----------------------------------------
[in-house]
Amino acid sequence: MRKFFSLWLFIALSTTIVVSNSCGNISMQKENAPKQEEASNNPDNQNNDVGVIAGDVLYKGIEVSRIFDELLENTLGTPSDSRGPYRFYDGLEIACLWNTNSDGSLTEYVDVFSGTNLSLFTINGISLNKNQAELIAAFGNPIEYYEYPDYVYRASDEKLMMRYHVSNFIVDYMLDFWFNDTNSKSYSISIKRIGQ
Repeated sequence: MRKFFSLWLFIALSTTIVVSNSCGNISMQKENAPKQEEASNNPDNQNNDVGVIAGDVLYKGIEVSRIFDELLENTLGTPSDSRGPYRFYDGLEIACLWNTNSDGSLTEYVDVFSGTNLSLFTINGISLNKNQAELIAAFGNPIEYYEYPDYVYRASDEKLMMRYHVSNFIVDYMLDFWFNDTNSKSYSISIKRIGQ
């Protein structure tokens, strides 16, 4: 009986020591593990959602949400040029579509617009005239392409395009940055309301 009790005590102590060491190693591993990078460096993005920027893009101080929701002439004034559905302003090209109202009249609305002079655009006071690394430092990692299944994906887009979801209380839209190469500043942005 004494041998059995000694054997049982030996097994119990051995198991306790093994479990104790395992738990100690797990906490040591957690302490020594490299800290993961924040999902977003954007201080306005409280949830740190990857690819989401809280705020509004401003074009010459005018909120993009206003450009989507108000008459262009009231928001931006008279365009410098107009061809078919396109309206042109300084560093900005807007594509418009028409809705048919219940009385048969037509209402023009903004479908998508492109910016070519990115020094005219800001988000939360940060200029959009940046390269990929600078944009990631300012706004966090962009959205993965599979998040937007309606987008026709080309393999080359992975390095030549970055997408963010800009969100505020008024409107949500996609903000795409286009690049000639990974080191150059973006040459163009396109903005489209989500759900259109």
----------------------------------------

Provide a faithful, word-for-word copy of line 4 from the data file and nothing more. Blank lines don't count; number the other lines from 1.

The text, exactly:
């Protein structure tokens, strides 16, 4: 009986020591593990959602949400040029579509617009005239392409395009940055309301 009790005590102590060491190693591993990078460096993005920027893009101080929701002439004034559905302003090209109202009249609305002079655009006071690394430092990692299944994906887009979801209380839209190469500043942005 004494041998059995000694054997049982030996097994119990051995198991306790093994479990104790395992738990100690797990906490040591957690302490020594490299800290993961924040999902977003954007201080306005409280949830740190990857690819989401809280705020509004401003074009010459005018909120993009206003450009989507108000008459262009009231928001931006008279365009410098107009061809078919396109309206042109300084560093900005807007594509418009028409809705048919219940009385048969037509209402023009903004479908998508492109910016070519990115020094005219800001988000939360940060200029959009940046390269990929600078944009990631300012706004966090962009959205993965599979998040937007309606987008026709080309393999080359992975390095030549970055997408963010800009969100505020008024409107949500996609903000795409286009690049000639990974080191150059973006040459163009396109903005489209989500759900259109």